The teeter-totter world of bonds

Ideally, you want to buy bonds when interest rates are at their peak, or monetary policy is tightest, because bond prices are at their corresponding lows.


In the world of bonds, when interest rates rise, existing bond prices will come down, and vice versa.

Bonds and debentures come in a wide variety of stripes, from straight to zero-coupon to floating rates to convertible, and many more besides.

Regardless of the type of bond or debenture, though, there are five basic rules to which all bond prices must subscribe. Knowing these five pricing properties, and how they interact with each other, will take you a long way to knowing everything you will ever need to know about bonds.

What’s more, all bonds will always follow all five rules, more or less. Or perhaps we should say that no bond will violate those five rules. Some types of bonds will follow the rules more strictly, and some less so, but none will violate the rules outright.

Rule No. 1

The first bond pricing principle is that bond prices and bond yields are inversely related. When a bond’s price rises, its yield falls, and vice versa.

Moreover, since interest rates and yields both represent rates of return on debt or debt securities, and interest rates and yields correlate highly, we can also say that when interest rates rise, bond prices fall, and vice versa.

To understand why interest rates and bond prices are inversely related, we need to recognize that the total return from a bond comes from two sources: the regular interest income it pays, and any capital gain or loss resulting from the difference between the price you buy it at and the price you sell it at. Essentially, if the interest income is not high enough on its own, the price will have to get cheaper so that capital gains make up the difference.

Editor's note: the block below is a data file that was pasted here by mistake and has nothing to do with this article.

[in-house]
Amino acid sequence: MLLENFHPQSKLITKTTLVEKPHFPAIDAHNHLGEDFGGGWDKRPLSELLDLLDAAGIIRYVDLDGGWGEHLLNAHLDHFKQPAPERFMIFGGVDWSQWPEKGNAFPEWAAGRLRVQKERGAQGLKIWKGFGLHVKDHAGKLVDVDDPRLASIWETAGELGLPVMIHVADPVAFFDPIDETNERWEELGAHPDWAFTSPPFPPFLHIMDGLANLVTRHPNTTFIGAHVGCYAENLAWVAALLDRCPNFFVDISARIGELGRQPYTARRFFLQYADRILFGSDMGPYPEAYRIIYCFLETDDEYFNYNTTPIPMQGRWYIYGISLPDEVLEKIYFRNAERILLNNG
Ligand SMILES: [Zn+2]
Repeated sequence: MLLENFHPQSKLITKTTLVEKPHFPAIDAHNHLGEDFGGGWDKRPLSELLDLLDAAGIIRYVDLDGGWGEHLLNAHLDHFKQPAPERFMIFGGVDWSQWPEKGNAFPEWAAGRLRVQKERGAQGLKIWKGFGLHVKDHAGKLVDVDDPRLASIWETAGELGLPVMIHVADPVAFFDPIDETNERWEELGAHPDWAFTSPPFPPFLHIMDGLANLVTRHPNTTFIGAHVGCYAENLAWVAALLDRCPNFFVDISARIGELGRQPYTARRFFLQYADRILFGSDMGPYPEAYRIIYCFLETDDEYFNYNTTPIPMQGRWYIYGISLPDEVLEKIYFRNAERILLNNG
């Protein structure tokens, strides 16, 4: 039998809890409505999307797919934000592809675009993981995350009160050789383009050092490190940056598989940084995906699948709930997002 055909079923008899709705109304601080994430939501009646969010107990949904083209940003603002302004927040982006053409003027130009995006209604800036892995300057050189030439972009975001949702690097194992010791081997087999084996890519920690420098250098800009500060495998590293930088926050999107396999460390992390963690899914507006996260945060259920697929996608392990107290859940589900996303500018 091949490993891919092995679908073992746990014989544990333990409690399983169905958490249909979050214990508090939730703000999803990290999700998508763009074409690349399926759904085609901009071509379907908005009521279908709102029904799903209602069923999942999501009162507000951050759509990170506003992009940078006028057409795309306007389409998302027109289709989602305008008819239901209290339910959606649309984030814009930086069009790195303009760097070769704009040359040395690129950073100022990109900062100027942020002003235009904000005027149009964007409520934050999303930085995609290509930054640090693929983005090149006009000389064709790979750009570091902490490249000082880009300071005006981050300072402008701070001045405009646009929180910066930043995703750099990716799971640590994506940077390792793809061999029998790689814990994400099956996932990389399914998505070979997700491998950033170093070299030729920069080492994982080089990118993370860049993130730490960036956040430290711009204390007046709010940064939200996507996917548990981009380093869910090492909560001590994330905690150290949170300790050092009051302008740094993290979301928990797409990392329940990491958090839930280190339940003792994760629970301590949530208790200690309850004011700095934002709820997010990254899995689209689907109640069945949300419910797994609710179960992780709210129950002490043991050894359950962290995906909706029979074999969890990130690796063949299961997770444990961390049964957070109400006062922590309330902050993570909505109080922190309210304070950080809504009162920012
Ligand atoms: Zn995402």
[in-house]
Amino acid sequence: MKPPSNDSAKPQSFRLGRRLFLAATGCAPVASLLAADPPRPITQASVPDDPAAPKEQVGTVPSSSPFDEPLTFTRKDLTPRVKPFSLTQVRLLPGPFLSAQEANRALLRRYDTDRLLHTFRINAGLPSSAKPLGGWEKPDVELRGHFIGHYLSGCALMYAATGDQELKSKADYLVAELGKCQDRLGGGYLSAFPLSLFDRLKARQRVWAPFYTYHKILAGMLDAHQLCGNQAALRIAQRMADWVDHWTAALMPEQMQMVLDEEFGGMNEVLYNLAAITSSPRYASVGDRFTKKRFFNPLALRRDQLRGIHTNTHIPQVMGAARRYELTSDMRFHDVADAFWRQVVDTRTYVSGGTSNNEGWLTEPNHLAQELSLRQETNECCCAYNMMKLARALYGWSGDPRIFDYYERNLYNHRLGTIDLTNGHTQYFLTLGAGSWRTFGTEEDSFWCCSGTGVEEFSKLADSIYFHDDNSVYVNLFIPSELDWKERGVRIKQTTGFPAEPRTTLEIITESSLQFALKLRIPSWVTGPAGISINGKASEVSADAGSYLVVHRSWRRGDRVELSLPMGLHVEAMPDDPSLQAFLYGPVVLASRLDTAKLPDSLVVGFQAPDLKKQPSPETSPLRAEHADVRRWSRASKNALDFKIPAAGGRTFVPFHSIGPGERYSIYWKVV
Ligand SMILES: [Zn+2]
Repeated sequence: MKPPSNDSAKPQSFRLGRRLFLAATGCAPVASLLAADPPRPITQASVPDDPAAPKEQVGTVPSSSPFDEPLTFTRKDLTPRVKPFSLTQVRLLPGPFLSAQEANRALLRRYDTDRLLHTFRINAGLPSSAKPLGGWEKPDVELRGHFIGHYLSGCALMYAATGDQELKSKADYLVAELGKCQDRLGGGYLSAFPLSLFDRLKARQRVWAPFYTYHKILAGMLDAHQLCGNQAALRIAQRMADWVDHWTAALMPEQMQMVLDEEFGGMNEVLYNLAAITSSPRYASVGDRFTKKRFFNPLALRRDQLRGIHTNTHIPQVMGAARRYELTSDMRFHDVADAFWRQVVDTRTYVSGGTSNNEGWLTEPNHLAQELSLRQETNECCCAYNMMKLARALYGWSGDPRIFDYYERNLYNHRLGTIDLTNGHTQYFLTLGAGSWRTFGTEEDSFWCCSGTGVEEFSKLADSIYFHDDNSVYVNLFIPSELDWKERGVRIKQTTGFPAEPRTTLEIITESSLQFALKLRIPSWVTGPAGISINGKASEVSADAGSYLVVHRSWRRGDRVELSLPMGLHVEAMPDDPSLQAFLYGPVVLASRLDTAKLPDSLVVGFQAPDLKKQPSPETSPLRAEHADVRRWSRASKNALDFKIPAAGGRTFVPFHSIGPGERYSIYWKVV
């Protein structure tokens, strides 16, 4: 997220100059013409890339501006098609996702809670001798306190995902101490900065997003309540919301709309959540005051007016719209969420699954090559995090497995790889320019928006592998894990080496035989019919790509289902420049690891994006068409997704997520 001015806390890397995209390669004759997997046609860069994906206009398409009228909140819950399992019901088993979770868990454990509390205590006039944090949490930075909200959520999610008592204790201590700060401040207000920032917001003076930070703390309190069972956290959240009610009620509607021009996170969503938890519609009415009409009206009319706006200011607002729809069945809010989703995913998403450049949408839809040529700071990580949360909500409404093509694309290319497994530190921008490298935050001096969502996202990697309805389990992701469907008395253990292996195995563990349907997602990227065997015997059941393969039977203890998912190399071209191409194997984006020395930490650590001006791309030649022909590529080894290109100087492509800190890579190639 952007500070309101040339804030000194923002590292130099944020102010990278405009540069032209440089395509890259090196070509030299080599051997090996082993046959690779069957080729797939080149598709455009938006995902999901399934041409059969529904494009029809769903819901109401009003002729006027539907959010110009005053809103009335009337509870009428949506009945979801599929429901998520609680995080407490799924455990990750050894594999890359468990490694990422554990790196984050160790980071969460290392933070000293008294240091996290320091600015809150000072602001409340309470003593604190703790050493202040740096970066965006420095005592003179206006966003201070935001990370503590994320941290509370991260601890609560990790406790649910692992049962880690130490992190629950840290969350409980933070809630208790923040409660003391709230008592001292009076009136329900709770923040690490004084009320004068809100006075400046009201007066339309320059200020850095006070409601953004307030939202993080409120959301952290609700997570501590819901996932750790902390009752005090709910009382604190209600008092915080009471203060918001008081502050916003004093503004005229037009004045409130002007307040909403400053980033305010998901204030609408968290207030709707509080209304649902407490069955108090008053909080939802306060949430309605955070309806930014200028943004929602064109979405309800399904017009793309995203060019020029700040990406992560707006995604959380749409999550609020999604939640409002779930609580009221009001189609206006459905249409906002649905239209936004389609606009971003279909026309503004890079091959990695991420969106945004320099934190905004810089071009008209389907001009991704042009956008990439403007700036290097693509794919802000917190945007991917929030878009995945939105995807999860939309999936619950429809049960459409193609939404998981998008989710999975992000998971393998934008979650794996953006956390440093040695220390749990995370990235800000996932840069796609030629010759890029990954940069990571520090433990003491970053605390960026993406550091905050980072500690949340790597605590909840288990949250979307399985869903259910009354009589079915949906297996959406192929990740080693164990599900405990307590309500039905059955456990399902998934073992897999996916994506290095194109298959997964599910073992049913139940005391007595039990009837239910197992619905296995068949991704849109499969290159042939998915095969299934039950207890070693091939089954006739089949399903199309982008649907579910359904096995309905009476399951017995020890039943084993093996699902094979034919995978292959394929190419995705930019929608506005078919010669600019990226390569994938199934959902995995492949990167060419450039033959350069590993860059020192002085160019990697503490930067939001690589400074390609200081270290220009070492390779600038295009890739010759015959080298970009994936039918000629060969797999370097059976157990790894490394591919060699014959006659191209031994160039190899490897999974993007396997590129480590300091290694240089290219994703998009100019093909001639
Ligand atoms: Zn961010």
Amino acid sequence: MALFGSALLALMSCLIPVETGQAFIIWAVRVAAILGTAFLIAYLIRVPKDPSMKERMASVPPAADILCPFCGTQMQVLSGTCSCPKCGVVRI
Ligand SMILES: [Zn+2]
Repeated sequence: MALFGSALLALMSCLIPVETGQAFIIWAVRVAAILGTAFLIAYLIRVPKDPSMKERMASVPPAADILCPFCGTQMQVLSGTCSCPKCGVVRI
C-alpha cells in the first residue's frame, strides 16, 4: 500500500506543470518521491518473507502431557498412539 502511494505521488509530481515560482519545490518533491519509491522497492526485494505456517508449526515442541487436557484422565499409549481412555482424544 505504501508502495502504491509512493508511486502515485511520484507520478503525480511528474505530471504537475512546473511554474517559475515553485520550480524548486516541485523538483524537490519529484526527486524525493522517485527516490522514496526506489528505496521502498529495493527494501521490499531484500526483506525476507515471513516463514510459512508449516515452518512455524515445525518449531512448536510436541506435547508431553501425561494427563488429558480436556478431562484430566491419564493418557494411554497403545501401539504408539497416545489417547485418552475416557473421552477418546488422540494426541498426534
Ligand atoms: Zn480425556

If interest rates are five per cent, for example, and a bond pays four per cent interest, the bond will have to offer one per cent in annual capital gains to compensate. Roughly speaking (leaving out compounding for simplicity), the bond’s price should be discounted by one per cent for each year that remains on its life. A three-year bond, for example, would drop about three per cent in price to make up the difference between the four per cent it pays in interest and the five per cent it’s expected to return.

Ideally, then, you want to buy bonds when interest rates are at their peak, or monetary policy is tightest, because bond prices are at their corresponding lows.

Then, you may want to hold those bonds as interest rates fall, and sell them when interest rates are at their lowest, and monetary policy begins to tighten again.

Some exceptions to the rule

Is the inverse price-yield phenomenon discussed above universal to all bonds? Not exactly, there are some exceptions.

But for the most part it’s true. Short-term bonds, long-term bonds, low-coupon bonds, high coupon bonds—virtually all bonds—rise in price when interest rates fall, and vice versa.

There are isolated cases where an increase in interest rates will not be corresponded with by a drop in a bond’s price. Very, very long-term bonds (maturities more than 50 years) and perpetual bonds may show very little if any drop in price when interest rates rise.

Also, convertible bonds where the underlying common shares are trading well above the conversion price, and the bond is not yet callable, may not react to changes in interest rates, up or down.

This is an edited version of an article that was originally published for subscribers in the December 11, 2020, issue of Money Reporter. You can profit from the award-winning advice subscribers receive regularly in Money Reporter.

Money Reporter, MPL Communications Inc.
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